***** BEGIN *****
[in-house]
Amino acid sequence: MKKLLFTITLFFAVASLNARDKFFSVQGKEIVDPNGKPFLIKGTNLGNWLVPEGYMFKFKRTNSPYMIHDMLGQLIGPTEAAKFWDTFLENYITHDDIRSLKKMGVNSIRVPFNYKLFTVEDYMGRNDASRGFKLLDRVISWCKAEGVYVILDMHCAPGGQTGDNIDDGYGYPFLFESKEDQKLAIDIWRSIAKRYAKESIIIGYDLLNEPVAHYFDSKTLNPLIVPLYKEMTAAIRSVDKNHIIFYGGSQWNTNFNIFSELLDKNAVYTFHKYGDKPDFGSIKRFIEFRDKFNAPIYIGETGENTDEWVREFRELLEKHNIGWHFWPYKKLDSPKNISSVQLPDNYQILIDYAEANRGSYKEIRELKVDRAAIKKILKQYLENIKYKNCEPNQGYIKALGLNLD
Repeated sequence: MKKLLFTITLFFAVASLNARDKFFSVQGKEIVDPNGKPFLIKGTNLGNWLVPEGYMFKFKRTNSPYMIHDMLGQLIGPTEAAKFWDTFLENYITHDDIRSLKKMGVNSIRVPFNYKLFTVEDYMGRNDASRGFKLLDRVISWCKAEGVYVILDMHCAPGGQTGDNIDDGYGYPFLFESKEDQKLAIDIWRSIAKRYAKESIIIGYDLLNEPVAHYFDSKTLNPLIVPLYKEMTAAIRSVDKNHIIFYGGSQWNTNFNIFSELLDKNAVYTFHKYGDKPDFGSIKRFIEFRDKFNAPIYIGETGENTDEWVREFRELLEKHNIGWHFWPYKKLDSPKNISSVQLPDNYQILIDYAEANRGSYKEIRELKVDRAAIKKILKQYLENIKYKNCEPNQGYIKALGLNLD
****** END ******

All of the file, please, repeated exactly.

[in-house]
Amino acid sequence: MKKLLFTITLFFAVASLNARDKFFSVQGKEIVDPNGKPFLIKGTNLGNWLVPEGYMFKFKRTNSPYMIHDMLGQLIGPTEAAKFWDTFLENYITHDDIRSLKKMGVNSIRVPFNYKLFTVEDYMGRNDASRGFKLLDRVISWCKAEGVYVILDMHCAPGGQTGDNIDDGYGYPFLFESKEDQKLAIDIWRSIAKRYAKESIIIGYDLLNEPVAHYFDSKTLNPLIVPLYKEMTAAIRSVDKNHIIFYGGSQWNTNFNIFSELLDKNAVYTFHKYGDKPDFGSIKRFIEFRDKFNAPIYIGETGENTDEWVREFRELLEKHNIGWHFWPYKKLDSPKNISSVQLPDNYQILIDYAEANRGSYKEIRELKVDRAAIKKILKQYLENIKYKNCEPNQGYIKALGLNLD
Repeated sequence: MKKLLFTITLFFAVASLNARDKFFSVQGKEIVDPNGKPFLIKGTNLGNWLVPEGYMFKFKRTNSPYMIHDMLGQLIGPTEAAKFWDTFLENYITHDDIRSLKKMGVNSIRVPFNYKLFTVEDYMGRNDASRGFKLLDRVISWCKAEGVYVILDMHCAPGGQTGDNIDDGYGYPFLFESKEDQKLAIDIWRSIAKRYAKESIIIGYDLLNEPVAHYFDSKTLNPLIVPLYKEMTAAIRSVDKNHIIFYGGSQWNTNFNIFSELLDKNAVYTFHKYGDKPDFGSIKRFIEFRDKFNAPIYIGETGENTDEWVREFRELLEKHNIGWHFWPYKKLDSPKNISSVQLPDNYQILIDYAEANRGSYKEIRELKVDRAAIKKILKQYLENIKYKNCEPNQGYIKALGLNLD